The economic threat to Russia stems not just from the prospect of direct competition from Iranian crude. There now exists a very real possibility that a reintegrated Iran will provide the energy-rich states of Central Asia with a heretofore shut trade route for their own energy exports, westward toward Europe or south to the states of the Persian Gulf. Alex Vatanka of the Middle East Institute observes that, given Iran’s international isolation and the interminable conflict in Afghanistan, the only routes open to the Central Asian states up to now lay “to the north, [through] the giant Russia, and to the east [across] another giant China.” Now, he says, “You see from Astana to Ashgabat an interest in reconsidering what Iran can do for them geopolitically to lessen their reliance on countries like Russia and China.” Iran, says analyst Hussein Aryan, “offers the shortest non-Russian route for shipping Central Asian gas and oil to Europe”, noting that the Iran’s state oil company “publicly offered at the start of February to transfer Azerbaijani and Turkmen gas to Europe through Turkey.” Both President Rouhani and the vice president of Iran’s environmental protection agency have recently sought to emphasize the fact that Iran constitutes the shortest route for all these resource-rich countries to reach international markets.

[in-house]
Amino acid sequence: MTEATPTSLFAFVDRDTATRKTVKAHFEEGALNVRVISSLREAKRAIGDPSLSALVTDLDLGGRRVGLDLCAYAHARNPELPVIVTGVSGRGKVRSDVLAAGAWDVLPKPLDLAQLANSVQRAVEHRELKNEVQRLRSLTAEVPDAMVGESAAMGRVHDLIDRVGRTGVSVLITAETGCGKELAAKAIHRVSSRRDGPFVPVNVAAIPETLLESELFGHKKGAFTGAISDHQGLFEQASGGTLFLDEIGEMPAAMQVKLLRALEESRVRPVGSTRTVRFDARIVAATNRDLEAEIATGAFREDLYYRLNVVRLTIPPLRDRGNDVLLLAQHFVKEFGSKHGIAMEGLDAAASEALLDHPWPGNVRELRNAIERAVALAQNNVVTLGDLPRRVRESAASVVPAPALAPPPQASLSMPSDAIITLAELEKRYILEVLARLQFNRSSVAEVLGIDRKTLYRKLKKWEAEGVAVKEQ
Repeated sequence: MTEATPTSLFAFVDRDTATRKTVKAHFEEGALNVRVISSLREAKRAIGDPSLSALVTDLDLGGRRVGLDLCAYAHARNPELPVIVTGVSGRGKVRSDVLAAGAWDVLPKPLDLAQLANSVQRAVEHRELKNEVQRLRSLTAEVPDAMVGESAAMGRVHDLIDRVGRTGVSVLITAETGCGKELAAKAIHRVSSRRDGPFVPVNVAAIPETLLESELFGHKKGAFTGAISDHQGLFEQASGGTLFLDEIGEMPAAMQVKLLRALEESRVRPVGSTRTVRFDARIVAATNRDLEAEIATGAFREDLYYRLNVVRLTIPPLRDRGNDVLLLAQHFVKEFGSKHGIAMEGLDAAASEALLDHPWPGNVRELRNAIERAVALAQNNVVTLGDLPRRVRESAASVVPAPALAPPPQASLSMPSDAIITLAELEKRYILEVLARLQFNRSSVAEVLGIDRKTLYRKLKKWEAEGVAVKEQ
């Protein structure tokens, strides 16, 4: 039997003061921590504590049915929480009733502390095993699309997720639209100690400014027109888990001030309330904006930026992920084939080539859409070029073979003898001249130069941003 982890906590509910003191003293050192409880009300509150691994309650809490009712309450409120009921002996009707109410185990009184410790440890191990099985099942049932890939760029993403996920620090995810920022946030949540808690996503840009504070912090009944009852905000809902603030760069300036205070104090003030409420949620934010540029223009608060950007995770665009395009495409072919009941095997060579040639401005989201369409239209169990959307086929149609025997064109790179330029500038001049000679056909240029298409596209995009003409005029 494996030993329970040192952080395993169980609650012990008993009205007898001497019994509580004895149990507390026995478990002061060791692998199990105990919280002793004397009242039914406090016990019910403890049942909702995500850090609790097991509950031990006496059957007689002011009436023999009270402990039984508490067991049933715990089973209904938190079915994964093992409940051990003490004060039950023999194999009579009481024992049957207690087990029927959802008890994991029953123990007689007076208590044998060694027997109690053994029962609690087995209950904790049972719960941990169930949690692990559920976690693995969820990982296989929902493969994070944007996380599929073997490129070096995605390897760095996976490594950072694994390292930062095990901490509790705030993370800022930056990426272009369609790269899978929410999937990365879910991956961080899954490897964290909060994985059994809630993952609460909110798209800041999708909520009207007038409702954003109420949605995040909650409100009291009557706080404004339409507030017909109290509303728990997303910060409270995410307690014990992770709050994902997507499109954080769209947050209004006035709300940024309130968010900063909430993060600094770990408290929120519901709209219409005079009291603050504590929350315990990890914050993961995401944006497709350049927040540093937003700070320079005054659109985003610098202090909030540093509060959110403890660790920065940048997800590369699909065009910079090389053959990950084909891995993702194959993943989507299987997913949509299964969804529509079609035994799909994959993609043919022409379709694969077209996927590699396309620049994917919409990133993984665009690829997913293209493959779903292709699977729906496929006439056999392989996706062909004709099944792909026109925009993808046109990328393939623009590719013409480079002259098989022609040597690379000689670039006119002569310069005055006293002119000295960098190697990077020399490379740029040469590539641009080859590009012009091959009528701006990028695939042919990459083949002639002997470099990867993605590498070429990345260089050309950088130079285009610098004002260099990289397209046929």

As noted by Robert D. Kaplan in his book, The Revenge of Geography, Iran has already built “hydroelectric projects and roads and railroads in these Central Asian countries that will one day link all of them to Iran – either directly or through Afghanistan”, where Iranian commercial penetration has already grown to a significant extent. Iran, Kaplan writes, has already built pipelines connecting the country with Turkmenistan and Kazakhstan, and work is underway in constructing a rail link with the latter to provide it with “direct access to the Gulf.” Azerbaijan’s wide-ranging cooperation with Iran in the arenas of energy and water use, as well as already extensive transport links, have been seen to bring Azerbaijan political as well as economic benefits.